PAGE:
The name Hammer toes
comes from the way the tip of the toe hits or hammers on the floor with each step.
The primary deformity seen in a hammer toe is found at the PIPJ (proximal interphalangeal joint) which is the first or more proximal of the two joints of the toe. A mallet toe, on the other hand, is
a similar deformity but is found in the DIPJ (distal interphalangeal joint). And lastly, claw toes are a deformity where the entire toe grabs and involves the MPJ (metatarsal phalangeal joint) PIPJ
and DIPJ. Collectively, these deformities are referred to as hammer toes. Hammer toes can affect one or all of the toes simultaneously.
The APMA says that hammertoe can result from a muscle imbalance in the foot that puts undue pressure on the joints, ultimately causing deformity. Inherited factors can contribute to the likelihood of
developing hammertoe. Arthritis, stroke or nerve damage from diabetes or toe injuries such as jamming or breaking a toe can affect muscle balance in the foot, leading to hammertoe. The Mayo Clinic
says that wearing improper shoes often causes hammertoe. Shoes that squeeze the toes, such as those with a tight toe box or with heels higher than two inches, can put too much pressure on the toe
Symptoms include sharp pain in the middle of the toe and difficulty straightening the toe. People with hammertoe may also develop blisters, which are fluid-filled pockets of skin, because the bent
toe is likely to rub against the inside of a shoe. This increased friction may also lead to calluses, which are areas of thickened skin, and corns, which are hard lumps that may form on or between
toes. Symptoms may be minor at first, but they can worsen over time.
Most health care professionals can diagnose hammertoe simply by examining your toes and feet. X-rays of the feet are not needed to diagnose hammertoe, but they may be useful to look for signs of some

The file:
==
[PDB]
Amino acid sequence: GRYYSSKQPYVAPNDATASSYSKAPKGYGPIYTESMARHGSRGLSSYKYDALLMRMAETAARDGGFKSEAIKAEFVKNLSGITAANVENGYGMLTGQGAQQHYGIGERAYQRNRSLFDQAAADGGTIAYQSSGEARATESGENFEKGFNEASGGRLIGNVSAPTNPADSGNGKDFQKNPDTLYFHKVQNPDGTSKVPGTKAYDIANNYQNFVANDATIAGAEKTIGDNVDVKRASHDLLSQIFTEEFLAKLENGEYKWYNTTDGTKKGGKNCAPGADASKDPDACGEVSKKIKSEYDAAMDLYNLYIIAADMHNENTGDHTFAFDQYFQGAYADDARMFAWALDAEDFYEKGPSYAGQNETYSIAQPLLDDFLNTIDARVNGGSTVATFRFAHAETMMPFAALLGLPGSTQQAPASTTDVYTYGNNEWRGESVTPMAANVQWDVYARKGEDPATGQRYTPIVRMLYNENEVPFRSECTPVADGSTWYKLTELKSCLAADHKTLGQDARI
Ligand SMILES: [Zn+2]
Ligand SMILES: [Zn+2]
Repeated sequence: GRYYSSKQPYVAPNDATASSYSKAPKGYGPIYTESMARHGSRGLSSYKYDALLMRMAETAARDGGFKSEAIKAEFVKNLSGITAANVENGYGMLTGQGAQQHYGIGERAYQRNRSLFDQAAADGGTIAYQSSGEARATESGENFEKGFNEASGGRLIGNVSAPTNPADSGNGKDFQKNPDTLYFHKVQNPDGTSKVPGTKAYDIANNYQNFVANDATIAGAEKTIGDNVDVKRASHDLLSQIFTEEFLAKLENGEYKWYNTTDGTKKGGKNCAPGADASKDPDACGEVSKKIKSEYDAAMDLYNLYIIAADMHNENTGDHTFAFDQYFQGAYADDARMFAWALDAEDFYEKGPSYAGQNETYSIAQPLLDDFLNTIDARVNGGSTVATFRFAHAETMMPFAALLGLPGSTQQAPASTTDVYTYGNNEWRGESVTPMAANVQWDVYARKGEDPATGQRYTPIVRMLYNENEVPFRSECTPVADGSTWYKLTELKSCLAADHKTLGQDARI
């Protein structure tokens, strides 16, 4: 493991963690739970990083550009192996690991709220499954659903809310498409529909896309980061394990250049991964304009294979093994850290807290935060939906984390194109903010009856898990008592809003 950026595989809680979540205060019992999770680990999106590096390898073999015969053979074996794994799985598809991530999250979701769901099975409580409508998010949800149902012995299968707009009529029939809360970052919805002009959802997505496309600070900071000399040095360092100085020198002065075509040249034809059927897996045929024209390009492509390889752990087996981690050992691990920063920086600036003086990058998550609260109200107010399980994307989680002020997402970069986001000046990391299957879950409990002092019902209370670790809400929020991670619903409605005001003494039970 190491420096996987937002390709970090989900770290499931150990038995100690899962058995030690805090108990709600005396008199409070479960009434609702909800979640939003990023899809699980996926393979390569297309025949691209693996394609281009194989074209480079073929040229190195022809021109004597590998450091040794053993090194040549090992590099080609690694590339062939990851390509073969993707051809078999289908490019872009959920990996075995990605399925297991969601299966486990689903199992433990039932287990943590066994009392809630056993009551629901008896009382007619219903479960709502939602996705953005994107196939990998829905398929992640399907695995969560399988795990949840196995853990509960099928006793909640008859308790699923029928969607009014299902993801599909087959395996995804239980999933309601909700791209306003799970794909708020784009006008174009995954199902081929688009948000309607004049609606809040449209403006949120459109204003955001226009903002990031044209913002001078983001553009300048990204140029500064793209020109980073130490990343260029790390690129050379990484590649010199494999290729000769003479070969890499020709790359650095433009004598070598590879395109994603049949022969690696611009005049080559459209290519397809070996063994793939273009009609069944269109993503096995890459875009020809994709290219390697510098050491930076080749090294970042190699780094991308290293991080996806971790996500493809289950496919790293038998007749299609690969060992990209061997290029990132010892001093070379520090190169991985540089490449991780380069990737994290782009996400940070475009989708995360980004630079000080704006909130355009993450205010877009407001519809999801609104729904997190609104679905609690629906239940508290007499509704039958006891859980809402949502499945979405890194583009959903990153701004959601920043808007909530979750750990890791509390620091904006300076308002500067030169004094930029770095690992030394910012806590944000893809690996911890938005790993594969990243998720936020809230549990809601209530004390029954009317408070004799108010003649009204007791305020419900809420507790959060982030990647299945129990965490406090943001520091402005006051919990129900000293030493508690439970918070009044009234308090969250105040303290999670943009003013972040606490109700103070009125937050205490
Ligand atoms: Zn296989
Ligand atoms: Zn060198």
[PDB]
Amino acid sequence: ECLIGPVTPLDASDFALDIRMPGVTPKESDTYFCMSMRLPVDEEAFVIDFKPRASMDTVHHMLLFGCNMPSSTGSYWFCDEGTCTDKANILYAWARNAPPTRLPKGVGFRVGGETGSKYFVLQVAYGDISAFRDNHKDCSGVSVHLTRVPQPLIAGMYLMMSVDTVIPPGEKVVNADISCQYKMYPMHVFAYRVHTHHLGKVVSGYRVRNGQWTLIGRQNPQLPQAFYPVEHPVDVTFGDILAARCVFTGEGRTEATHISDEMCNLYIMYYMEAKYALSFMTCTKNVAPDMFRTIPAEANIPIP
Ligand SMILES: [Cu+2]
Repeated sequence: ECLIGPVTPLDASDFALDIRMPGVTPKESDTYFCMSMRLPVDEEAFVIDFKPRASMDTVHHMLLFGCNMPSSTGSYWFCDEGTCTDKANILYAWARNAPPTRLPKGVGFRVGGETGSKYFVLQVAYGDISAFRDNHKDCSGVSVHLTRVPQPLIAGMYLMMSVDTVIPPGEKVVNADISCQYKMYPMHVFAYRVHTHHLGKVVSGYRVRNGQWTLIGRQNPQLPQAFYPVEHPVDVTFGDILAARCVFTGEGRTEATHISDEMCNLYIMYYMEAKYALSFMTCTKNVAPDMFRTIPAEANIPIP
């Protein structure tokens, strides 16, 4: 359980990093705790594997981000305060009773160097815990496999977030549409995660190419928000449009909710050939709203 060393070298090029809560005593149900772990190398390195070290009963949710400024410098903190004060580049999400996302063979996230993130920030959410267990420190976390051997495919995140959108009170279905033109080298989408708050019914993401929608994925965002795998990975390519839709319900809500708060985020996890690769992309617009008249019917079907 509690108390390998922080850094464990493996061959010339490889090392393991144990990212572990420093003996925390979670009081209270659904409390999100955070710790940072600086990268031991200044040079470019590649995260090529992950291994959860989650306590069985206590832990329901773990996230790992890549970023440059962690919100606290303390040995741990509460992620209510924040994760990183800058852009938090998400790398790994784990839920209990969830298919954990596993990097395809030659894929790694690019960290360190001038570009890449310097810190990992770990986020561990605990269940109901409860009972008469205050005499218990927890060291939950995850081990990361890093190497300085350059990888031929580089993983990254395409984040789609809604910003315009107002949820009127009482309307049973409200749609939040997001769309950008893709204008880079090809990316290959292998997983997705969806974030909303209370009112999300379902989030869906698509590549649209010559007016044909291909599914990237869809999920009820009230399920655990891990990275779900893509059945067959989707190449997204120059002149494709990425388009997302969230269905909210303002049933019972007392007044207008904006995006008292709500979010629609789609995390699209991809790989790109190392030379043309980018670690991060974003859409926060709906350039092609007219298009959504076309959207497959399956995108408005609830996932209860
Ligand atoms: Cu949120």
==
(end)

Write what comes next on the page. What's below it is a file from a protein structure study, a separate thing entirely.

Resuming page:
types of arthritis (such as rheumatoid arthritis) or other disorders that can cause hammertoe. If the deformed toe is very painful, your doctor may recommend that you have a fluid sample withdrawn
from the joint with a needle so the fluid can be checked for signs of infection or gout (arthritis from crystal deposits).
Non Surgical Treatment
If your toe is still flexible, your doctor may recommend that you change to roomier and more comfortable footwear and that you wear shoe inserts (orthotics) or pads. Wearing inserts or pads can
reposition your toe and relieve pressure and pain. In addition, your doctor may suggest exercises to stretch and strengthen your toe muscles. These may include picking up marbles or a thin towel off
the floor with your toes.
Surgery to correct for a hammertoe may be performed as an outpatient procedure at a hospital, surgery Hammer toe
center, or in the office of your podiatrist. There are multiple procedures that can be used depending on your individual foot structure and whether the deformity is flexible or rigid. There may be a
surgical cut in the bone to get rid of an exostosis, or a joint may be completely removed to allow the toe to lay straight.